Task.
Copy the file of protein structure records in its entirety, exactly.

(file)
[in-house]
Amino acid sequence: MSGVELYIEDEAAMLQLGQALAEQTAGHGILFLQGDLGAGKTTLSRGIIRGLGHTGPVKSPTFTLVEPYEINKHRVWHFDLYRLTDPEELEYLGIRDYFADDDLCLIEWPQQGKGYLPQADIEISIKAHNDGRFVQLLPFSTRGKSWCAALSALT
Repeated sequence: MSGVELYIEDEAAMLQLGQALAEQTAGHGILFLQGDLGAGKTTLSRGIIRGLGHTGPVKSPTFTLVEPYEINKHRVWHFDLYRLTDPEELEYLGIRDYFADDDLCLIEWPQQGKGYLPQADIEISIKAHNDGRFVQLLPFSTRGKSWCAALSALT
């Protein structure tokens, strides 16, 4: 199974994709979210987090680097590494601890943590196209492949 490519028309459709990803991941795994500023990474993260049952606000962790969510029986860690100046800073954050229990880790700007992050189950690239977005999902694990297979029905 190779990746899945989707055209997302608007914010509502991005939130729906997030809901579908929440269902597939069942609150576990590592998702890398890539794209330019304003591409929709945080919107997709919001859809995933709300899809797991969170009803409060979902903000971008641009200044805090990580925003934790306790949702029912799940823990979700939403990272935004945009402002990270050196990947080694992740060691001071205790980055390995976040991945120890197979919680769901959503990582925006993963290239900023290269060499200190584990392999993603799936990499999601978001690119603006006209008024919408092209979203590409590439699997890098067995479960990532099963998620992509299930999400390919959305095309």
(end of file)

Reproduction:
[in-house]
Amino acid sequence: MSGVELYIEDEAAMLQLGQALAEQTAGHGILFLQGDLGAGKTTLSRGIIRGLGHTGPVKSPTFTLVEPYEINKHRVWHFDLYRLTDPEELEYLGIRDYFADDDLCLIEWPQQGKGYLPQADIEISIKAHNDGRFVQLLPFSTRGKSWCAALSALT
Repeated sequence: MSGVELYIEDEAAMLQLGQALAEQTAGHGILFLQGDLGAGKTTLSRGIIRGLGHTGPVKSPTFTLVEPYEINKHRVWHFDLYRLTDPEELEYLGIRDYFADDDLCLIEWPQQGKGYLPQADIEISIKAHNDGRFVQLLPFSTRGKSWCAALSALT
């Protein structure tokens, strides 16, 4: 199974994709979210987090680097590494601890943590196209492949 490519028309459709990803991941795994500023990474993260049952606000962790969510029986860690100046800073954050229990880790700007992050189950690239977005999902694990297979029905 190779990746899945989707055209997302608007914010509502991005939130729906997030809901579908929440269902597939069942609150576990590592998702890398890539794209330019304003591409929709945080919107997709919001859809995933709300899809797991969170009803409060979902903000971008641009200044805090990580925003934790306790949702029912799940823990979700939403990272935004945009402002990270050196990947080694992740060691001071205790980055390995976040991945120890197979919680769901959503990582925006993963290239900023290269060499200190584990392999993603799936990499999601978001690119603006006209008024919408092209979203590409590439699997890098067995479960990532099963998620992509299930999400390919959305095309």